From the thesis abstract: "Since the 1994 Chechen war, analysts have written volumes about the evolution of--and lessons learned from--this ongoing conflict. Why has success eluded this Cold War superpower in subduing the small Caucasian republic? Russia has since hiccupped back and forth across the spectrum of conflict in the region and the years have provided much speculation as to why. For a decade, researchers have described Chechen terror, erosion of the Russian military, and the inconsistent resolve of the Russian population to support the Kremlin's actions. These are significant independent variables that might explain Russian failure in 1994. However, another less tangible factor--Richard Szafranski's paradigm of Neocortical Warfare--may explain Russia's poor performance in the initial invasion and the improved performance in 1999. To evaluate this concept, the author examines the influences of Intelligence Preparation of the Battlespace, Public Affairs, Psychological Operations, and battlefield communications--prime factors in influencing combatants' perceptions--to gauge these factors' effects on the relative Russian performances in the separate invasions. He then holds the results up to the Neocortical lens to evaluate whether the concept is pertinent to the ongoing conflict in Chechnya."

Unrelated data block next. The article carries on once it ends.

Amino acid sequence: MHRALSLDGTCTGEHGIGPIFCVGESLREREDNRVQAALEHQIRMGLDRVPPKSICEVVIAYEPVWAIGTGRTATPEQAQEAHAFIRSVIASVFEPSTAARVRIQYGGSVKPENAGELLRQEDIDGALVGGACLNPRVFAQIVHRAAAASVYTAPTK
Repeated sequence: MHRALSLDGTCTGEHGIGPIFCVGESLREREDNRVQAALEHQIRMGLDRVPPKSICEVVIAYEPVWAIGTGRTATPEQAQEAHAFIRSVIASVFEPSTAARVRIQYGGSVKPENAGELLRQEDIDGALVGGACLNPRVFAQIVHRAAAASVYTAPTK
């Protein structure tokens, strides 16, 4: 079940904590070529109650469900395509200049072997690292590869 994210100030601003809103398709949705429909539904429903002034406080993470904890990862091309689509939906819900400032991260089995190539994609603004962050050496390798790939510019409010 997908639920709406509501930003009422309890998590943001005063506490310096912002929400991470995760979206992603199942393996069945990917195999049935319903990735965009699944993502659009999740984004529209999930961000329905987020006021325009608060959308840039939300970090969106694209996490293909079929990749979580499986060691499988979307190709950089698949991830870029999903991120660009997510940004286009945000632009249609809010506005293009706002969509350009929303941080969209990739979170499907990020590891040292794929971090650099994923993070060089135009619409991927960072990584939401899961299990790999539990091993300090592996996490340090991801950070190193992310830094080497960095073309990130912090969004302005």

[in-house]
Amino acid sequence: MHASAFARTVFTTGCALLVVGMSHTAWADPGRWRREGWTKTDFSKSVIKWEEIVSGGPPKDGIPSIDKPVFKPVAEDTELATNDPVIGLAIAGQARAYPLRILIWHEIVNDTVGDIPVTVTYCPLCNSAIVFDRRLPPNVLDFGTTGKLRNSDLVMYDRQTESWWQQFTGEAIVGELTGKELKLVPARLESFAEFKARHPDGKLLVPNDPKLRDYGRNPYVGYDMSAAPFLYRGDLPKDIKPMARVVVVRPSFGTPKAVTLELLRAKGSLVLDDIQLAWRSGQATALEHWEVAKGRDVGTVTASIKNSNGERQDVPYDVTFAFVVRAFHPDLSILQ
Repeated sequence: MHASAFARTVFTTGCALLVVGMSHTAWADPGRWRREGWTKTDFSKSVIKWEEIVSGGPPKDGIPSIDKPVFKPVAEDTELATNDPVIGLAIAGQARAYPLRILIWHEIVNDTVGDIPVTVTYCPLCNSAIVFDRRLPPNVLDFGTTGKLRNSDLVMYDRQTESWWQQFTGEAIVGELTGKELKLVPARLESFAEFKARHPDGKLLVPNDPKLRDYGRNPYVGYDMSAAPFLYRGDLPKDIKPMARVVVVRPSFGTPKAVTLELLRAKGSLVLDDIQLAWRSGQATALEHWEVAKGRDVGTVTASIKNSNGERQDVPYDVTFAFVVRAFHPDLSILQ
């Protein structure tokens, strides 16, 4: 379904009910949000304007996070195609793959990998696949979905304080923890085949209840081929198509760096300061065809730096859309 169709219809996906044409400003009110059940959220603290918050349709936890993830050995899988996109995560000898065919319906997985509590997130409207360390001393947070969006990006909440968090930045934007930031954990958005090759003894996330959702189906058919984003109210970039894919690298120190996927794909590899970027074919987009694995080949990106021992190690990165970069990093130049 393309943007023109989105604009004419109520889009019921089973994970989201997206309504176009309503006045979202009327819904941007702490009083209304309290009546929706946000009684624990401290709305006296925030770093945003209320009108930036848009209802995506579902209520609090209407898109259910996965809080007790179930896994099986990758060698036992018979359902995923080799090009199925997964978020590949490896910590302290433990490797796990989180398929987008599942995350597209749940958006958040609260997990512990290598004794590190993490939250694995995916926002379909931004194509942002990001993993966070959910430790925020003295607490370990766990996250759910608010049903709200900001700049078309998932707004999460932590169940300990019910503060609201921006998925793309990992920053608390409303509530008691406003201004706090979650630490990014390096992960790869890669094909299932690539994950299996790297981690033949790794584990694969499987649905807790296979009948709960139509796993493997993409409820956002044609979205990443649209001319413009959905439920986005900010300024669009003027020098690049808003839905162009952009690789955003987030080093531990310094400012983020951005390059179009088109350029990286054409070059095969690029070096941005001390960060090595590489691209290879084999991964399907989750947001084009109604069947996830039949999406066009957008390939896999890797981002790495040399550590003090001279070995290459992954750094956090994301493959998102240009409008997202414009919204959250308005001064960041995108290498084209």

Naval Postgraduate School, Dudley Knox Library: http://www.nps.edu/Library/